Student Well-Being

Girls’ Knee Injuries Focus of Campaign

By Christina A. Samuels — April 07, 2009 1 min read
  • Save to favorites
  • Print

Boys and girls play many of the same sports. But when it comes to noncontact injuries of the anterior cruciate ligament—a tough band of tissue that connects the upper and lower leg bones—studies have shown that girls are up to eight times more likely to suffer them than boys are.

The American Academy of Orthopaedic Surgeons and the National Athletic Trainers’ Association have teamed up to educate athletes, coaches, and parents about the prevalence of the injury. Although surgery and rehabilitation can return full function to the knee, people with ACL injuries often suffer from arthritis in the joint later in life.

“Once you reconstruct it, it doesn’t make it normal,” said Dr. Letha Y. Griffin, the spokeswoman for the Rosemont, Ill.-based AAOS and a surgeon at the Peachtree Orthopaedic Clinic in Atlanta. “The injury leaves its toll.”

Researchers are not quite sure why girls and women seem to incur more ACL injuries than boys and men do. The ruptures or tears occur when the tibia, or lower leg bone, slides too far forward past the femur, or thigh bone. Noncontact ACL injuries are most common in sports like basketball and soccer that require quick pivots and stops.

Some doctors hypothesize that female athletes have weaker hamstring muscles, a situation that reduces the stability of the knee joint. Males and females also move differently during athletic activities. Estrogen, the female sex hormone, has also been implicated as a factor leading to weaker ligaments.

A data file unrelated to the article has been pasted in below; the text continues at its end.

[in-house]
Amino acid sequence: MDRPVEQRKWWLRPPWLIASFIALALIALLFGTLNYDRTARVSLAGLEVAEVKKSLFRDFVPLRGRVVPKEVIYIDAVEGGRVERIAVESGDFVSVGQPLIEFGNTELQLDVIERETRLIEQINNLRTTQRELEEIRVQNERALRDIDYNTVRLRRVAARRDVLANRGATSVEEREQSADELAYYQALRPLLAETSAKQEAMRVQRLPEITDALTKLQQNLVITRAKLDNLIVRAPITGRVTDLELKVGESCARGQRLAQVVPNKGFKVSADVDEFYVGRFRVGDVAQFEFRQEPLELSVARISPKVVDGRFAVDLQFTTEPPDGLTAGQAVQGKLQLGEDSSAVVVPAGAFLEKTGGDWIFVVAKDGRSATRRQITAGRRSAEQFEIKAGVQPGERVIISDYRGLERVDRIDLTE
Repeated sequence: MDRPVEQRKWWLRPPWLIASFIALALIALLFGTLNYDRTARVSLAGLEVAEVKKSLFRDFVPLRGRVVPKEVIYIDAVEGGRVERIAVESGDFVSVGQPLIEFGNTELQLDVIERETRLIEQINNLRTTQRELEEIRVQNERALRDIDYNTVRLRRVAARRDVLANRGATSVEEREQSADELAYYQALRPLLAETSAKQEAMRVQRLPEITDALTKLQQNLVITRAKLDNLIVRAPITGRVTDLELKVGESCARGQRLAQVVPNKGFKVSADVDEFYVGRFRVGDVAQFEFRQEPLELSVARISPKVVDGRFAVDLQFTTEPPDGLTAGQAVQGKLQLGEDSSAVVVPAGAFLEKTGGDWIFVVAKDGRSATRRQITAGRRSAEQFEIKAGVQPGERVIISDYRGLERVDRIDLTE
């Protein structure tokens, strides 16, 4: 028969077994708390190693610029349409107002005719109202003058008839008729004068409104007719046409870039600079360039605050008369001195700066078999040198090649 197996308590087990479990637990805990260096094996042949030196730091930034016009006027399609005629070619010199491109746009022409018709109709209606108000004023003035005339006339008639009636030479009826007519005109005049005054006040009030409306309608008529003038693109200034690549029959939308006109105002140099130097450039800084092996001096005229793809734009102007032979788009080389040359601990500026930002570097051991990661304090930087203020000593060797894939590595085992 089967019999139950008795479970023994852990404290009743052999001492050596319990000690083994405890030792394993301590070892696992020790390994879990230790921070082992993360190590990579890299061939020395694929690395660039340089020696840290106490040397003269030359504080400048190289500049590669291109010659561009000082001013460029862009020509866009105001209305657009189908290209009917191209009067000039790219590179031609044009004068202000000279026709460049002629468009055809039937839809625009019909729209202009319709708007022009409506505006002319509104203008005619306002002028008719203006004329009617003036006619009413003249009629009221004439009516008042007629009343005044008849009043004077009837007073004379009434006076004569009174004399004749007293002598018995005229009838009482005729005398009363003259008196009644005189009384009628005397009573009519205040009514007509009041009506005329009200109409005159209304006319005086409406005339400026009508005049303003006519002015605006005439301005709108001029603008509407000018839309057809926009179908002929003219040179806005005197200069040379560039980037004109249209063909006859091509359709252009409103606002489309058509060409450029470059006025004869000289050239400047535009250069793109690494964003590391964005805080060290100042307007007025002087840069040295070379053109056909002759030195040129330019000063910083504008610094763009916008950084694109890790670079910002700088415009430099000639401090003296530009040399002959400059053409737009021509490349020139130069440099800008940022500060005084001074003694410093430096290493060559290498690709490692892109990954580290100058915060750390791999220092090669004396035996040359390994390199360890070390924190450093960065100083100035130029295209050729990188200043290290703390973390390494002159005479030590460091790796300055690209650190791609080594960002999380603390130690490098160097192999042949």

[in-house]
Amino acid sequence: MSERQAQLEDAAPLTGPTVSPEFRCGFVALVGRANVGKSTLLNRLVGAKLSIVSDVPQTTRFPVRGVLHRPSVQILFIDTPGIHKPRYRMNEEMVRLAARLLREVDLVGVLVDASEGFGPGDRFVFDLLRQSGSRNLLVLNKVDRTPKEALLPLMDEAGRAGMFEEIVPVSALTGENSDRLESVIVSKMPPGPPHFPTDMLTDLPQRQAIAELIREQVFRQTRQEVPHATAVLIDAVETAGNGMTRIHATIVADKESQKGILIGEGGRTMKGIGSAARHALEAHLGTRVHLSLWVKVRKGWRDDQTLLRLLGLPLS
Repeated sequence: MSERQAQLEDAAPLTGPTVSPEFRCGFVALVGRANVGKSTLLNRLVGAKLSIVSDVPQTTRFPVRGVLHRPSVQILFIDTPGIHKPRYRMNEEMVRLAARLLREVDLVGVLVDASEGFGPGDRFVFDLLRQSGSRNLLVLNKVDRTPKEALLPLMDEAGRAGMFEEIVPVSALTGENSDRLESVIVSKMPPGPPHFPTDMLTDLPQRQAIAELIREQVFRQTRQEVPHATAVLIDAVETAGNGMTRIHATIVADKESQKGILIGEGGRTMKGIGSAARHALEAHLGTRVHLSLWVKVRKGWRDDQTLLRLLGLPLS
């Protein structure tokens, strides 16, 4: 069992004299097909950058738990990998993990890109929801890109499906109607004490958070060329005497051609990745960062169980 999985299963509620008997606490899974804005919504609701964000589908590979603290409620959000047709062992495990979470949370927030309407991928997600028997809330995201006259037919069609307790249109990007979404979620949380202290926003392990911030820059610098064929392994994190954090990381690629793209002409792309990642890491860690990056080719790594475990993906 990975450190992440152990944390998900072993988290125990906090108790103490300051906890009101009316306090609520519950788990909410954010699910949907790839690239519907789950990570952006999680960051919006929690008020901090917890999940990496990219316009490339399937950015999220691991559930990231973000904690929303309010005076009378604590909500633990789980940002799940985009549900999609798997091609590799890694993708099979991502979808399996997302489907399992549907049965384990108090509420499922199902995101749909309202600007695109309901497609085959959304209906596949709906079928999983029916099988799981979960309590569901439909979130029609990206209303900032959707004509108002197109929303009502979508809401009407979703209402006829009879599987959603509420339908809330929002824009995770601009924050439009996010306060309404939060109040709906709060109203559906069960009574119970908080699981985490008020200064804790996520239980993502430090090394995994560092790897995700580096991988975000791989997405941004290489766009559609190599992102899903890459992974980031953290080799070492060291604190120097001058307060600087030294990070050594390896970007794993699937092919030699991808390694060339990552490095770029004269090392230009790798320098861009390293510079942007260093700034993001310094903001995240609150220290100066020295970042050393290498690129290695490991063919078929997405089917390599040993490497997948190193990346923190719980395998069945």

Preventing ACL injuries is tricky. But educating school coaches about the risks that female athletes face is key, said Marjorie J. Albohm, the president of the athletic trainers’ group. Exercises that focus on strength and agility can help strengthen the muscles that stabilize the knee joint, she said. Other helpful exercises teach female athletes how to jump and land correctly.

School athletic trainers and coaches can find out more online, through such Web sites as www.aclprevent.org.

“You have to have a thorough conditioning program,” Ms. Albohm said. “And to have people trained in the prevention of injuries helps immensely in implementing these activities.”

A version of this article appeared in the April 08, 2009 edition of Education Week

Events

This content is provided by our sponsor. It is not written by and does not necessarily reflect the views of Education Week's editorial staff.
Sponsor
Recruitment & Retention Webinar
Be the Change: Strategies to Make Year-Round Hiring Happen
Learn how to leverage actionable insights to diversify your recruiting efforts and successfully deploy a year-round recruiting plan.
Content provided by Frontline
This content is provided by our sponsor. It is not written by and does not necessarily reflect the views of Education Week's editorial staff.
Sponsor
Equity & Diversity Webinar
Critical Ways Leaders Can Build a Culture of Belonging and Achievement
Explore innovative practices for using technology to build an environment of belonging and achievement for all staff and students.